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What Is a Loyalty Rewards Program?

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A loyalty program is offered by a business to attract new customers and retain existing ones. The structure of these initiatives varies based on the type of business and customers. Retailers’ loyalty programs, for instance, usually include discounts, rewards, or other incentives to encourage repeat purchases. Usually, the more frequently the customer shops with the brand and the more money they spend, the greater the reward.

For companies that sell to businesses rather than individual consumers, a loyalty program can similarly help encourage repeat purchases. But it can also take the form of a community that creates brand advocates and encourages engagement. In that case, instant rewards or points-to-rewards are used instead of discounts.

How Does a Loyalty Rewards Program Work?

The kind of incentives offered in a loyalty program can vary. Some examples include:

  • Early access to or advance notice about new products.
  • Enhanced services or free merchandise.
  • Special services such as expedited or free shipping.
  • Special discounts exclusively for members.
  • Monetary rewards such as gift cards and prepaid cards.
  • Points that recipients can collect and then exchange for gift cards or other items.

Customers typically join the program by registering their personal details. Depending on the type of program, they may receive a membership number, a portal login, or a rewards card, which is used to identify their purchases or actions.

READ MORE: How to Set Up a Loyalty Rewards Program

What Are the Advantages of Having a Loyalty Rewards Program?

There are numerous business advantages that come with implementing a loyalty rewards program. Some of the most common include:

  • Customer retention. Retaining customers is far cheaper than finding new ones.
  • More frequent and higher value purchases. Customers may buy more often and spend more to get the rewards.
  • Brand advocacy. Customers who are happy with their experience with the loyalty program are likely to become brand advocates. Not only will they spread the word about your products and services, they’ll also be a great resource for feedback and content.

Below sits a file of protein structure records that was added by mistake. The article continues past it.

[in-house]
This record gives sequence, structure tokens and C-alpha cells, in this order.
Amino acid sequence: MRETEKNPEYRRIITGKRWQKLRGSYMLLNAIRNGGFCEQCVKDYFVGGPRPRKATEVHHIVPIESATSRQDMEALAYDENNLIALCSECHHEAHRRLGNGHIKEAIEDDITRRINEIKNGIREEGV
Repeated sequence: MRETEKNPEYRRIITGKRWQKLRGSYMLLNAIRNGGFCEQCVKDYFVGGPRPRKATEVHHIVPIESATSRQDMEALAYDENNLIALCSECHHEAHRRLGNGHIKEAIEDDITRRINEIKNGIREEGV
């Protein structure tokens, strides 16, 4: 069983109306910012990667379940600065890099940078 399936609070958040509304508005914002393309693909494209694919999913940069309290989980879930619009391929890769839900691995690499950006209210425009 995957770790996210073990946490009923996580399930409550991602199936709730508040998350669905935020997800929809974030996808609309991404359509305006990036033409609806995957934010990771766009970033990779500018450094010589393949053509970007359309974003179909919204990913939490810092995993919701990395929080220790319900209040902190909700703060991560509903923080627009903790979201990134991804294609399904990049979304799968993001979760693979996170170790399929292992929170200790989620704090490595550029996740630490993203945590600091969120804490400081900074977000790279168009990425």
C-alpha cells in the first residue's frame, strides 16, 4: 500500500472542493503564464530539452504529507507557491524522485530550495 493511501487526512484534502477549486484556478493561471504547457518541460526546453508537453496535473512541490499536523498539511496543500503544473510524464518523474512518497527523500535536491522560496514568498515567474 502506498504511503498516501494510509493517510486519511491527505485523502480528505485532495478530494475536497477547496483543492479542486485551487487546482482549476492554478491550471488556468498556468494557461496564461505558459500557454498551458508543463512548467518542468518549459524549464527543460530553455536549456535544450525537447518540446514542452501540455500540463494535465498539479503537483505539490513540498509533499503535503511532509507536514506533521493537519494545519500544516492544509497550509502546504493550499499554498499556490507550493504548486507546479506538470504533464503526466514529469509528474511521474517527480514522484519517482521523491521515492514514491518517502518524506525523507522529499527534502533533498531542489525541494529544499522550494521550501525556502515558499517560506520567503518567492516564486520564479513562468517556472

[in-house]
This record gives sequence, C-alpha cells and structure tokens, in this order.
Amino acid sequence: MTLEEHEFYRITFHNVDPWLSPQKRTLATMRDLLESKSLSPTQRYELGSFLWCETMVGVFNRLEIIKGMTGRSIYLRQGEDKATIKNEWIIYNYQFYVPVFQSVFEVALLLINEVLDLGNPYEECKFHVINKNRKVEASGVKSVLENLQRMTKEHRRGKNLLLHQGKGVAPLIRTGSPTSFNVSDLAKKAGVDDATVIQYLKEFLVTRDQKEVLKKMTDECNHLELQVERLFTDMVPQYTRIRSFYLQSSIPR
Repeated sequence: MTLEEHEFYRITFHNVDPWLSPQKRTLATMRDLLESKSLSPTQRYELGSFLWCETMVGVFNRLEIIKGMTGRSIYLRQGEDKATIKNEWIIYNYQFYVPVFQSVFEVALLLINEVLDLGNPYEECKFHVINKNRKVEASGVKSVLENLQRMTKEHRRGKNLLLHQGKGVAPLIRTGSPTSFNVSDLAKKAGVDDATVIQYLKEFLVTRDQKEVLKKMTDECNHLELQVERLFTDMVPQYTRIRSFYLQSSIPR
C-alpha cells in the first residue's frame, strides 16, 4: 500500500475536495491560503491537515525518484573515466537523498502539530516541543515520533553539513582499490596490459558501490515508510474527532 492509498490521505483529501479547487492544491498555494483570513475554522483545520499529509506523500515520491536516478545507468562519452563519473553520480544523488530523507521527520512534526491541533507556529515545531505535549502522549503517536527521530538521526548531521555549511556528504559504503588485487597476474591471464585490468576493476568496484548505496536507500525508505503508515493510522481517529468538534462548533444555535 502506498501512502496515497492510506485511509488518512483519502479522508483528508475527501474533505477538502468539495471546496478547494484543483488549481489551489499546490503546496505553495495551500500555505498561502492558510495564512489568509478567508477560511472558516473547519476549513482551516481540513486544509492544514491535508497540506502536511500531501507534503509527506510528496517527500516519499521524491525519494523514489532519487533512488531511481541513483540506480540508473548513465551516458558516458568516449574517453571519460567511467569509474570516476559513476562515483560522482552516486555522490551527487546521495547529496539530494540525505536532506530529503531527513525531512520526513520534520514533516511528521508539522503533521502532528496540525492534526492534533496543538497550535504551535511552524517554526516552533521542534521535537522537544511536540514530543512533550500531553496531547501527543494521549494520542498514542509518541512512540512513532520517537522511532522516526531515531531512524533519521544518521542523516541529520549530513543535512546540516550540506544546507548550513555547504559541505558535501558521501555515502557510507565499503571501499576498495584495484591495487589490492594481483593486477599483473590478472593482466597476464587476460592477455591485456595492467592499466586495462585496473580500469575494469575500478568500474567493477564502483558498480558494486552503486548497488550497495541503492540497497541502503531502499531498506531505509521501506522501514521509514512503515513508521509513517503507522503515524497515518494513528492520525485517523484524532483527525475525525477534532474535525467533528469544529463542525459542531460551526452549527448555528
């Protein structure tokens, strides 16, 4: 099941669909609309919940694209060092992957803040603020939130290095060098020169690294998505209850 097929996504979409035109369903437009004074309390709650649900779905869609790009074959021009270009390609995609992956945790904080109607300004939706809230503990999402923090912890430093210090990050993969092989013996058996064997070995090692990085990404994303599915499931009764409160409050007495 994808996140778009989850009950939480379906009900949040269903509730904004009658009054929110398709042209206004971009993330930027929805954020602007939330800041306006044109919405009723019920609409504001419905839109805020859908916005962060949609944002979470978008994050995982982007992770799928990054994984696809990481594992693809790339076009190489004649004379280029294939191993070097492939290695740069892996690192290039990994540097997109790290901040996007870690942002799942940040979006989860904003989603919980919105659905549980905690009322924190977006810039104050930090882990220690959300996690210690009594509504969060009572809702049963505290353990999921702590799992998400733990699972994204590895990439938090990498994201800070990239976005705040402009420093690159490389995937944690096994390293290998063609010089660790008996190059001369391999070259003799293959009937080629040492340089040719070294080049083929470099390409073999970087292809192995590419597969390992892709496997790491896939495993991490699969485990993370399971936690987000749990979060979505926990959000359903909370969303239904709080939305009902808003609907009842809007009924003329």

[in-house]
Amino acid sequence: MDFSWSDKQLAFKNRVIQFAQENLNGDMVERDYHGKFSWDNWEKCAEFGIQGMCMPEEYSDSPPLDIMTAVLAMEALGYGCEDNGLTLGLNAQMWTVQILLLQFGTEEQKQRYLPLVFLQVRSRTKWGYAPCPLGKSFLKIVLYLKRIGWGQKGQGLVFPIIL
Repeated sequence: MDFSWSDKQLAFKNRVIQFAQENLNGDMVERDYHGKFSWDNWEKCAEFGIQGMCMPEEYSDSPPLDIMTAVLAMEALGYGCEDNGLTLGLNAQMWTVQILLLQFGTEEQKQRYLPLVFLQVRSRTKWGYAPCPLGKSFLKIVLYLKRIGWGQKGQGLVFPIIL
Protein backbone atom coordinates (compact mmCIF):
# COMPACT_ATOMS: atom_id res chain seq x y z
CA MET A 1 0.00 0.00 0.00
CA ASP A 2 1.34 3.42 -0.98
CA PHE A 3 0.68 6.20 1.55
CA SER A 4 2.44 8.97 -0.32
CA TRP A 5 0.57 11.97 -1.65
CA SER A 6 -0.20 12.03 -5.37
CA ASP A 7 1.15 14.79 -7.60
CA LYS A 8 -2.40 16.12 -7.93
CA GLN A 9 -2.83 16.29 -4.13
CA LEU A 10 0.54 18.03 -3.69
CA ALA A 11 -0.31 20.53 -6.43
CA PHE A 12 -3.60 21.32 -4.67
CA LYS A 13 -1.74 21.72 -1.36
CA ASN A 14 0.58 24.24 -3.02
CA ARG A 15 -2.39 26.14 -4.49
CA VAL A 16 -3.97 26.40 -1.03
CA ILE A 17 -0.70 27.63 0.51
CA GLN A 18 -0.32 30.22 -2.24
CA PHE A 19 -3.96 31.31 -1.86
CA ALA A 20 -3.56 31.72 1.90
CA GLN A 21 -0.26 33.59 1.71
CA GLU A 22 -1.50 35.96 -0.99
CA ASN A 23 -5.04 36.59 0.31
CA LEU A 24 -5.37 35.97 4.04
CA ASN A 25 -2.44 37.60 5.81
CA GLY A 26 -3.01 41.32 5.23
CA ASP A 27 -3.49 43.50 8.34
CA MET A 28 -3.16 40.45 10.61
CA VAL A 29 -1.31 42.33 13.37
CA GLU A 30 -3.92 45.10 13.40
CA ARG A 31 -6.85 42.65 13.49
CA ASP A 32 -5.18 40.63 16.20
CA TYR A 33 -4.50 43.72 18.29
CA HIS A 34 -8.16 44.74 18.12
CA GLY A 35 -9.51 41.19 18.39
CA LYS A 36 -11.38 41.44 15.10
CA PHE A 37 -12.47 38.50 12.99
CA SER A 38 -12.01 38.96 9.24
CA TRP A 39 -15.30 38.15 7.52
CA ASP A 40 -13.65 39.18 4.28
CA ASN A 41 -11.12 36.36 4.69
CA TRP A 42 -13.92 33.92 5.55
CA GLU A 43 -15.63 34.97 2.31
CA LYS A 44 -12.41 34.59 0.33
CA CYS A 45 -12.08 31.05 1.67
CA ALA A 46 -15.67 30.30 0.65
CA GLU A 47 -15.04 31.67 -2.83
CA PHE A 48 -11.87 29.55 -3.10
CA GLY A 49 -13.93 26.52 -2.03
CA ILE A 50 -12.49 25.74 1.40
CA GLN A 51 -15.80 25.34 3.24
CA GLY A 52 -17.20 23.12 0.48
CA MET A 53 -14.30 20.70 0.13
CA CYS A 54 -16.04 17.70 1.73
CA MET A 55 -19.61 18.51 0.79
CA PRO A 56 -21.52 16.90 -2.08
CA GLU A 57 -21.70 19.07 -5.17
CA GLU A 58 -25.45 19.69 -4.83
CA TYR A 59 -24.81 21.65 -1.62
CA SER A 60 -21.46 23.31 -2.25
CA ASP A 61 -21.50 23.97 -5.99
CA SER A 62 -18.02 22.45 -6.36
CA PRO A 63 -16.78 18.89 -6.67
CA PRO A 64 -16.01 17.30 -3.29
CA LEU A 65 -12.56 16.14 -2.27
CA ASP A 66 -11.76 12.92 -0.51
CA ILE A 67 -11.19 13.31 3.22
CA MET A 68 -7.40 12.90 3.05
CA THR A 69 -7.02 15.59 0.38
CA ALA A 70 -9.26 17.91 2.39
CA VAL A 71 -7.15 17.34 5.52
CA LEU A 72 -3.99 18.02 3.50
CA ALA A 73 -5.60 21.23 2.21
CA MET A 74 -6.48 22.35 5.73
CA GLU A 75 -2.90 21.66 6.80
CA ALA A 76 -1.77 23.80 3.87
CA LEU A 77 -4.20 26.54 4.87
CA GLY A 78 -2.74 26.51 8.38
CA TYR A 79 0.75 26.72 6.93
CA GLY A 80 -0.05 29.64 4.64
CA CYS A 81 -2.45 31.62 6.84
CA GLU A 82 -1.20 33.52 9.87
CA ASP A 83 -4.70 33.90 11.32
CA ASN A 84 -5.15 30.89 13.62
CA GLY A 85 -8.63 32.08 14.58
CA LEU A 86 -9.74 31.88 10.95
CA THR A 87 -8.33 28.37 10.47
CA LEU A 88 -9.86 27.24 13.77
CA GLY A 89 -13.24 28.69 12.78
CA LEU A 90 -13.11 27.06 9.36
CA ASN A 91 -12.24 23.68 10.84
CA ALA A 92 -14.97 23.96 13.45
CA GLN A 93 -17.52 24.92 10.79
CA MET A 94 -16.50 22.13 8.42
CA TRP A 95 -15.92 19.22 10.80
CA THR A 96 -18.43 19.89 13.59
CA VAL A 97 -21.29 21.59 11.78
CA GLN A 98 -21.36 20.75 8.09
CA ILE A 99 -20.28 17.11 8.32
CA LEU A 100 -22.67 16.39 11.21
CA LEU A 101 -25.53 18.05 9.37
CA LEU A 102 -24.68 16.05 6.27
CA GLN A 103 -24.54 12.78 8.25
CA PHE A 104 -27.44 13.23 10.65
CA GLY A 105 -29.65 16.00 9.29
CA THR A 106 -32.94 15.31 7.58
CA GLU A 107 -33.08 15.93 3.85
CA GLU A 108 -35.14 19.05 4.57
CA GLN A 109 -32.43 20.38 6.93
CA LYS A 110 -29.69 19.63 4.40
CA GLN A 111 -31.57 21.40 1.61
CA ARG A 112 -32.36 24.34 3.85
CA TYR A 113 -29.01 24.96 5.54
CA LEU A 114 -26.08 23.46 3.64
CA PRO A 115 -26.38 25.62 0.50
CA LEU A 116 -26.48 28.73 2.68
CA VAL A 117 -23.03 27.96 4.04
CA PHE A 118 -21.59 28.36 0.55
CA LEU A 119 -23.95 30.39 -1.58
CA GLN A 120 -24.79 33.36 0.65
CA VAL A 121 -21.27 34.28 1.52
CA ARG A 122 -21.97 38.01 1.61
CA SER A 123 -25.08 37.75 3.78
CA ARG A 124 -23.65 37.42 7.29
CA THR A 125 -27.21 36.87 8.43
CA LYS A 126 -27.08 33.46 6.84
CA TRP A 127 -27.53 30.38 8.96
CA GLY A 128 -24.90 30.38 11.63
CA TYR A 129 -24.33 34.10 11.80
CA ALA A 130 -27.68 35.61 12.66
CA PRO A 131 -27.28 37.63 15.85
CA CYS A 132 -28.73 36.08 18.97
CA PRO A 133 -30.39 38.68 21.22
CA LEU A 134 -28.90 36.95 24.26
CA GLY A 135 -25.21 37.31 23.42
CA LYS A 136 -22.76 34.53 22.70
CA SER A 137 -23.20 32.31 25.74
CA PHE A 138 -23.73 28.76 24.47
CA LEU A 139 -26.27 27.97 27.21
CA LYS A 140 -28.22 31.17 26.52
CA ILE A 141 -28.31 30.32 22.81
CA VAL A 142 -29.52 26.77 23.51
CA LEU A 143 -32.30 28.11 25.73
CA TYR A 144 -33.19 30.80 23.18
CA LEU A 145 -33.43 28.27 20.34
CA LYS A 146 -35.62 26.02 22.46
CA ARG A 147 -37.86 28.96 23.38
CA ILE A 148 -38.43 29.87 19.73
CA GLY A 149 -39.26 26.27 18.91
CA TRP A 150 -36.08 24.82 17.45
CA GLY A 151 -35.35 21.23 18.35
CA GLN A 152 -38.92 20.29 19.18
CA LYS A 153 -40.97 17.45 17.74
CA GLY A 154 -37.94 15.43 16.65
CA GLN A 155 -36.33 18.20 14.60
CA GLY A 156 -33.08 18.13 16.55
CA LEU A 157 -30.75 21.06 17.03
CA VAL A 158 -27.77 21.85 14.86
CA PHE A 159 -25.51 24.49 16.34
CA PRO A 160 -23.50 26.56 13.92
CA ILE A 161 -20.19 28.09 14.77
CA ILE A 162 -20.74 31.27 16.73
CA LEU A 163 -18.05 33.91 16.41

• Differentiation from competitors. Offering the right kind of loyalty program can set you apart.
  • Long-term engagement. Customers stay engaged with the business for longer.
  • Customer referrals. In addition to advocating for your brand, loyal customers can refer friends and colleagues, creating new leads in your pipeline.

Do Discount-Based or Reward-Based Loyalty Programs Work Better?

Although some companies use a rewards program that offers discounts, research shows that might not be the most effective option. Aberdeen and Blackhawk Network found that reward-based promotions ꟷ which offer incentives in the form of gift cards or merchandise ꟷ are more beneficial for businesses than incentivizing customers with discounts.

Companies using reward-based programs see a 54% return on their marketing investment, compared with 49.7% for those using discount-based promotions. The report also reveals other annual performance improvements when using reward-based promotions, including average profit margins, annual revenues, customer lifetime values, and cross-selling and upselling values.

Which Structure of Loyalty Rewards Program Is Most Common?

Regardless of whether you offer rewards or discounts as part of your loyalty program, you can build it with several different structures. The most common is points-to-rewards, which lets customers collect points for certain activities or purchases and then, once they reach a pre-set threshold, redeem them for rewards. This type of program can also incorporate a tiered structure with different levels for customers based on their activity or overall spend.

How Do I Implement a Loyalty Rewards Program That Uses Points?

Points-to-rewards programs are very popular, but they can be a little complicated to set up. Start with these steps:

  • Define your mission and purpose. Think about what goals you have for the program and the target audience. This will help you focus on the broader mission as you figure out the details.
  • Decide the actions and values to reward. Prioritize the list of actions you want your customers to take. These may include referring a friend, making a purchase, or signing up for the newsletter. Then, based on your priorities and budget, map out how many points each activity will be worth.
  • Choose the rewards. Now, think about what kind of rewards you will offer to those customers who have collected enough points to redeem them. Loyalty program members will appreciate flexible rewards, such as gift cards or prepaid cards, and getting to choose the rewards they prefer.
  • Share and promote the program to boost enrollment. Customers may not sign up for the loyalty program right away. Make sure you give them many chances to register. Provide calls to action in several locations on the website. Include reminders to register in email newsletters. Post about the program and its rewards on social media.

Rybbon’s points-to-rewards solution, PointsJoy, can help simplify the setup and management of these types of loyalty programs. AutoRewards allow you to trigger the automatic delivery of a reward once a customer hits the pre-set points threshold. The Reward Gallery embeds a shopping-cart-like experience for members to redeem points when they want. Rybbon has robust reporting and tracking capabilities to give you 100% visibility into your loyalty rewards program.

Related Topics:

7 Reasons a Points-Based Loyalty Rewards Program Is So Effective

A Practical Guide to Building a Points Rewards Program

3 Tips for Effective Incentives Management

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